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Methylprednisolone is sold under the brand names Solu-Medrol and Medrol. It is a synthetic glucocorticoid or steroid drug. For MS patients, it is usually used to quickly reduce the symptoms, such as optic neuritis, of a flare-up or exacerbation. It prevents the release of substances that cause inflammation in the body so that your exacerbation ends sooner.

When you, as a person with multiple sclerosis, have a new or particularly difficult exacerbation, the doctor may order this medication as treatment. For some, it may be the only treatment they take for their MS. In that case, it can also be a long term treatment.

Taking steroids

Cir had steroid treatments a few times. The first time he had treatment, he went into the doctors office it for. He had an IV over a period of days. He would come in, get hooked up, and sit for about an hour.

He was still working a full time job at the time. I don't think he was taking any of the other MS therapies yet.

I believe he had optic neuritis. And I'm not sure what brought that symptom on. Optic neuritis was one of the first symptoms he experienced before being diagnosed with MS.

Another time he had the IV treatments at home. By that time he wasn't working. A visiting nurse came and put in a temporary IV line. She brought the pole to hold the medication. And then sat there with Cir for about an hour while the medication went in.

That was pretty convenient. Cir was having a hard time walking at the time. I can't imagine having to take him to the doctors everyday for each of those treatments. We weren't living in accessible housing yet, so getting him up and down the stairs would have been very difficult.

Oral steroids

Cir has also taken Prednisone, which he was prescribed orally. It is also a synthetic corticosteroid medication and does basically the same thing as methylprednisolone. This medication, prednisone, was also prescribed after the infusion of solu medrol to wean him off of the steroid so it wasn't too quick a drop to his system. 

When not to use methylprednisolone

There are several times when you shouldn't take methylprednisolone. The obvious being if you are allergic to it. If this is your first time taking the drug, then you won't know until after you take it. An allergic reaction usually happens within two hours of taking a drug. So click here to see the signs of an allergic reaction.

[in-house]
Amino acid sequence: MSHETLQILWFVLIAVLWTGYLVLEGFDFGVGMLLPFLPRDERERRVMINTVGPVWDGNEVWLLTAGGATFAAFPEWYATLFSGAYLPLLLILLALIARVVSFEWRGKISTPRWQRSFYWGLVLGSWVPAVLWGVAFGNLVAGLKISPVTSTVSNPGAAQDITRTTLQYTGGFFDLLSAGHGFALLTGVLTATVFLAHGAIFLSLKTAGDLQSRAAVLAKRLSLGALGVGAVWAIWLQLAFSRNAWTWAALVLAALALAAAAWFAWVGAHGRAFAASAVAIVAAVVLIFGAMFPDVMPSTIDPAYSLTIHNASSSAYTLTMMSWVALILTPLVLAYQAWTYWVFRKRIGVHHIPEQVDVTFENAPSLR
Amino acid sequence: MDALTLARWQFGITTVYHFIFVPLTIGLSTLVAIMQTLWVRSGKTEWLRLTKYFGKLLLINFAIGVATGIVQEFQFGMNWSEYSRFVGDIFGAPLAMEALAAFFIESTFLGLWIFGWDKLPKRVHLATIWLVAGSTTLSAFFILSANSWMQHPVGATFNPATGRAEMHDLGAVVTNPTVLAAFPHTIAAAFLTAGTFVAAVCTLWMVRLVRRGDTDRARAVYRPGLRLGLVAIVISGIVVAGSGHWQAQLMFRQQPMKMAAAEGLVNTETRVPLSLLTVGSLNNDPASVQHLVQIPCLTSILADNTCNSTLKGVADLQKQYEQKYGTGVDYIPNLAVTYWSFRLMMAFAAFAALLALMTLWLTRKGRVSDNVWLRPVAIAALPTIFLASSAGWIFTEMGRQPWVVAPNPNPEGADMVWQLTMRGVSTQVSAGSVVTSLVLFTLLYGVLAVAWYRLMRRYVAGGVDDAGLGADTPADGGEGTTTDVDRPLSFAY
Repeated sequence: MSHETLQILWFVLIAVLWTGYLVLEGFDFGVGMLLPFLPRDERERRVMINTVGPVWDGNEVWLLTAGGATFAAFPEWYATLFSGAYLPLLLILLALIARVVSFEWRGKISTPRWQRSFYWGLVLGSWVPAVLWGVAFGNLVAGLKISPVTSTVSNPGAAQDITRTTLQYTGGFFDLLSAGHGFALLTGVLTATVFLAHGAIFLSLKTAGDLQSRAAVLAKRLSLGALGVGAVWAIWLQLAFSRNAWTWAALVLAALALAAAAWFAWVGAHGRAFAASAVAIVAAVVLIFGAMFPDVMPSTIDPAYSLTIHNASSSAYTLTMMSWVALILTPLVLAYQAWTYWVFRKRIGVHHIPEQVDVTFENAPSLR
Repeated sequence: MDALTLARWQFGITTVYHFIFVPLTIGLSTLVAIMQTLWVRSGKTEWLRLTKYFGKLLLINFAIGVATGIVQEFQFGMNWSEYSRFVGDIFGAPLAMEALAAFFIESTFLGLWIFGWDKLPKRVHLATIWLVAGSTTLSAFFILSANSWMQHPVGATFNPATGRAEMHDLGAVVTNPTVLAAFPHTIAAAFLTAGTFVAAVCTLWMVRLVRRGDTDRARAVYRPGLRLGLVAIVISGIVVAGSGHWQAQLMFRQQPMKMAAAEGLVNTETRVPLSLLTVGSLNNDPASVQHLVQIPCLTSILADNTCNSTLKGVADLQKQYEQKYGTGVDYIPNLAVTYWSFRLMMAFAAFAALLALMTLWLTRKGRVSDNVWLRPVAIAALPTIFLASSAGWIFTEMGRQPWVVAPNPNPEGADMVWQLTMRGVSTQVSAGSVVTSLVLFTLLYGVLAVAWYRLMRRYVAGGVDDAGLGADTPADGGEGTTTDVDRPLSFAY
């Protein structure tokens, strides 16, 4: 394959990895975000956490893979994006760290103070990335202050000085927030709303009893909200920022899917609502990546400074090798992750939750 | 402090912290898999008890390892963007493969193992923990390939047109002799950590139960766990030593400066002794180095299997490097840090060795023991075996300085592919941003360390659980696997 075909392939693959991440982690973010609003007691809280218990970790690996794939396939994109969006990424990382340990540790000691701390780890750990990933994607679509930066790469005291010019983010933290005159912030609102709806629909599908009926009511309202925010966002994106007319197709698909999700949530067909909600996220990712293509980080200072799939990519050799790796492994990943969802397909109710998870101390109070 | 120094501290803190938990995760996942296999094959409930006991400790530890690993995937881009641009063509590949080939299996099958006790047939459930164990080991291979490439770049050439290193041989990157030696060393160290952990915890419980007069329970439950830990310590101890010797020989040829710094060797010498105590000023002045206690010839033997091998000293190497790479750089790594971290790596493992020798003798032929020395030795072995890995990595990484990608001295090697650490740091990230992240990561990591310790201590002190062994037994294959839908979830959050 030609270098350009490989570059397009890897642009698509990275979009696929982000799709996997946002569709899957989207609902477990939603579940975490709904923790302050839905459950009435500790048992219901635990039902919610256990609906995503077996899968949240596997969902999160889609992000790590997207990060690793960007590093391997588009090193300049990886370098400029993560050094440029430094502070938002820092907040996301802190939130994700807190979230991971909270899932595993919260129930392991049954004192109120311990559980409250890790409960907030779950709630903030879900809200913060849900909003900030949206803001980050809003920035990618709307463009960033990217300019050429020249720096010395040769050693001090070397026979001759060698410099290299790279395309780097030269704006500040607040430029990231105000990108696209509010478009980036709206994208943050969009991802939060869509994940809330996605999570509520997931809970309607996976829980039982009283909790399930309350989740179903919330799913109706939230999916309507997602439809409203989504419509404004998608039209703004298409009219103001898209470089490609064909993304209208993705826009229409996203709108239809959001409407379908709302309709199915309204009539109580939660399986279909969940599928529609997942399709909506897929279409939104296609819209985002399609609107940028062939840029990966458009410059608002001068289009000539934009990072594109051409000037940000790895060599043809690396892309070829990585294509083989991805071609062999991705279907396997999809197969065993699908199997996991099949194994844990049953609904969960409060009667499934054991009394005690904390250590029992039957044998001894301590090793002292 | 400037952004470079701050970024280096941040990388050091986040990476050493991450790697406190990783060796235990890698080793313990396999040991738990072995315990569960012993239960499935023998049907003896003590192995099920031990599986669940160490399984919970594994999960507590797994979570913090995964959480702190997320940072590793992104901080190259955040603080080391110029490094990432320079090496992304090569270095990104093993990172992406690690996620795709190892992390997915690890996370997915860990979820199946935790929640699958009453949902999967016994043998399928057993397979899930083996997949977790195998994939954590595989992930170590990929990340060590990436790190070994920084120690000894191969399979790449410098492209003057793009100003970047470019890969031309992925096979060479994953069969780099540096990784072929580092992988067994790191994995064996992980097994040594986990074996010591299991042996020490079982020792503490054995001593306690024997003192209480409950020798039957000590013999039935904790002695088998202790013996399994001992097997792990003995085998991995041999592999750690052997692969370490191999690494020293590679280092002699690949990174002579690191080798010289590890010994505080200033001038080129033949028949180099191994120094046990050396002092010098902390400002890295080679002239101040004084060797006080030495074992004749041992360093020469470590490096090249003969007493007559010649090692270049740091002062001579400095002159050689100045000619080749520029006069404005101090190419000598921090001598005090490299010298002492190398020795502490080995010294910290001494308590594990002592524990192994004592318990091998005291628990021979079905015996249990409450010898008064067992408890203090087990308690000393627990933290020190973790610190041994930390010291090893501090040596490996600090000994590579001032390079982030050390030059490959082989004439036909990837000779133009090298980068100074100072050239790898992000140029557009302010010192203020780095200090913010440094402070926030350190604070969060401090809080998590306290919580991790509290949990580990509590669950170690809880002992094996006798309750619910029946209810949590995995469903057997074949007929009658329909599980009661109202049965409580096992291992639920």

Also, if you have a fungal infection, you shouldn't take this medication. If you've recently had an infection, taking this medication could make it come back. And if you have any type of infection, taking methylprednisolone can make it worse.

Weaker immune system

Because steroids weaken your immune system, you should try and stay away from anyone who's sick. Especially stay away from anyone with an infection. If you are exposed to chicken pox or measles call your doctor right away. You will probably need to be treated. If you don't get treated, this could end up being very serious or possibly even fatal.

You shouldn't take any “live” vaccines while taking solu medrol. They may not work very well when you are on steroid medications.

The doctor may need to adjust your dose if you have to deal with the stress of a serious illness (what is MS?), or any medical emergency. Also, if you have a fever (usually a sign of an infection), let your doctor know.


Are you pregnant or planning on having a baby? Are you nursing your baby? Methylprednisolone has a level C pregnancy category. It can harm your unborn child or pass through breast milk.

Other illnesses, as well as the medication you take to deal with them, can be an issue if you take Medrol. Discuss them with your doctor before taking this medication. Let your doctor know if you have any of the following conditions. 

Don't take steroids if you have the following:

  • severe liver disease (cirrhosis)
  • kidney disease
  • thyroid disorder (hypothyroidism)
  • diabetes
  • history of malaria
  • tuberculosis
  • osteoporosis
  • muscle disorder such as myasthenia gravis
  • glaucoma or cataracts
  • herpes infection of the eye
  • stomach ulcers
  • ulcerative colitis
  • diverticulitis
  • depression
  • mental illness
  • congestive heart failure
  • high blood pressure
  • bleeding problems
  • history of blood clots
  • brittle bones (osteoporosis)
  • seizures
  • untreated mineral problems (low potassium or calcium)

That's a long list, I know, but you need to discuss anything and everything with your doctor before beginning any steroid medication like methylprednisolone. Once you begin taking it, there are some possible side effects you should know about.

Click here to read more about them.

Go from Methylprednisolone back To MS Medicines.

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Cir & Akrista

You are reading original content written by Akrista or Cir L'Bert of Life in Spite of MS. If you enjoyed reading this blog, please consider following us on Facebook, Twitter, Pinterest, and Instagram. See you there!

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